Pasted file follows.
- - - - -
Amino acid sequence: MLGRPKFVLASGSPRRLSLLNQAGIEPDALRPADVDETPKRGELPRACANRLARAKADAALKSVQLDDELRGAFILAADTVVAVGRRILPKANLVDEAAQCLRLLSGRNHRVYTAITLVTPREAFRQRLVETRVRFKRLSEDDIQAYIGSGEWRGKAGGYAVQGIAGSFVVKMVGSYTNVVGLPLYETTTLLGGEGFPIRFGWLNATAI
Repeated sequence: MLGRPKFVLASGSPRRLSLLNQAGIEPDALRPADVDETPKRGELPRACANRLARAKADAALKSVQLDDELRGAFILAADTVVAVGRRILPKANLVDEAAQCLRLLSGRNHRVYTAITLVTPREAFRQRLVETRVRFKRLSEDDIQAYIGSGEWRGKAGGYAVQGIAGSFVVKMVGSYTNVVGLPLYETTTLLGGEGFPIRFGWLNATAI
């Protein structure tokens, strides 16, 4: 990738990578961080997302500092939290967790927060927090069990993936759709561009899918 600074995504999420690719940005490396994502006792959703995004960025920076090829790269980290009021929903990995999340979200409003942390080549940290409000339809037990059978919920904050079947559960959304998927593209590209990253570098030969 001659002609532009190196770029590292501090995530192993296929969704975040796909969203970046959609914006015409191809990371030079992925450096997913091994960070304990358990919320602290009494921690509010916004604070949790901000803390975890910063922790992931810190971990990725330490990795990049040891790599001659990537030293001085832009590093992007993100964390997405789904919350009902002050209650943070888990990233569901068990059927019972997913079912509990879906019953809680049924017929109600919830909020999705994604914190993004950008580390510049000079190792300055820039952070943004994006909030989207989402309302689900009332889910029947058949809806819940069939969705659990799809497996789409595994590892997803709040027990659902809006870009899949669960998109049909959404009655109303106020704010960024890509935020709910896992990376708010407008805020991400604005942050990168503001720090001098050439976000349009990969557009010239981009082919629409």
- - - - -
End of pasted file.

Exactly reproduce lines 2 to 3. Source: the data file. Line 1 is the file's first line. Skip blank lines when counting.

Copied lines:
Repeated sequence: MLGRPKFVLASGSPRRLSLLNQAGIEPDALRPADVDETPKRGELPRACANRLARAKADAALKSVQLDDELRGAFILAADTVVAVGRRILPKANLVDEAAQCLRLLSGRNHRVYTAITLVTPREAFRQRLVETRVRFKRLSEDDIQAYIGSGEWRGKAGGYAVQGIAGSFVVKMVGSYTNVVGLPLYETTTLLGGEGFPIRFGWLNATAI
């Protein structure tokens, strides 16, 4: 990738990578961080997302500092939290967790927060927090069990993936759709561009899918 600074995504999420690719940005490396994502006792959703995004960025920076090829790269980290009021929903990995999340979200409003942390080549940290409000339809037990059978919920904050079947559960959304998927593209590209990253570098030969 001659002609532009190196770029590292501090995530192993296929969704975040796909969203970046959609914006015409191809990371030079992925450096997913091994960070304990358990919320602290009494921690509010916004604070949790901000803390975890910063922790992931810190971990990725330490990795990049040891790599001659990537030293001085832009590093992007993100964390997405789904919350009902002050209650943070888990990233569901068990059927019972997913079912509990879906019953809680049924017929109600919830909020999705994604914190993004950008580390510049000079190792300055820039952070943004994006909030989207989402309302689900009332889910029947058949809806819940069939969705659990799809497996789409595994590892997803709040027990659902809006870009899949669960998109049909959404009655109303106020704010960024890509935020709910896992990376708010407008805020991400604005942050990168503001720090001098050439976000349009990969557009010239981009082919629409």